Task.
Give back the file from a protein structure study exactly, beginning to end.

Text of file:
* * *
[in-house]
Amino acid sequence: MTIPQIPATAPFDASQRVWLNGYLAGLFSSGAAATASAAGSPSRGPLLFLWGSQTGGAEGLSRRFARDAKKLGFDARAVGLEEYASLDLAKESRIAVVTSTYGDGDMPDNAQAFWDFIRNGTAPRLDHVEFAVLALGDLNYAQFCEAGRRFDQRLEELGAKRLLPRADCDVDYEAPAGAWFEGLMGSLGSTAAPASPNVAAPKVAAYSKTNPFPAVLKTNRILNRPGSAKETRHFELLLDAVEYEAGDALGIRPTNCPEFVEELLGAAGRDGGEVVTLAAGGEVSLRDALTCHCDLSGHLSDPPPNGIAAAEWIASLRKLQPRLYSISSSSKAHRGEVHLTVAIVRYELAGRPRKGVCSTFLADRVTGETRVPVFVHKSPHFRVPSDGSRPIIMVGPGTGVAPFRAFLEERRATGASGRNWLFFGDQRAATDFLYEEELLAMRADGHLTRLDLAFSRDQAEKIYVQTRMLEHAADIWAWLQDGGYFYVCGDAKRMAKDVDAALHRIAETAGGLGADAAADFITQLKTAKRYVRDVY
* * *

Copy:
[in-house]
Amino acid sequence: MTIPQIPATAPFDASQRVWLNGYLAGLFSSGAAATASAAGSPSRGPLLFLWGSQTGGAEGLSRRFARDAKKLGFDARAVGLEEYASLDLAKESRIAVVTSTYGDGDMPDNAQAFWDFIRNGTAPRLDHVEFAVLALGDLNYAQFCEAGRRFDQRLEELGAKRLLPRADCDVDYEAPAGAWFEGLMGSLGSTAAPASPNVAAPKVAAYSKTNPFPAVLKTNRILNRPGSAKETRHFELLLDAVEYEAGDALGIRPTNCPEFVEELLGAAGRDGGEVVTLAAGGEVSLRDALTCHCDLSGHLSDPPPNGIAAAEWIASLRKLQPRLYSISSSSKAHRGEVHLTVAIVRYELAGRPRKGVCSTFLADRVTGETRVPVFVHKSPHFRVPSDGSRPIIMVGPGTGVAPFRAFLEERRATGASGRNWLFFGDQRAATDFLYEEELLAMRADGHLTRLDLAFSRDQAEKIYVQTRMLEHAADIWAWLQDGGYFYVCGDAKRMAKDVDAALHRIAETAGGLGADAAADFITQLKTAKRYVRDVY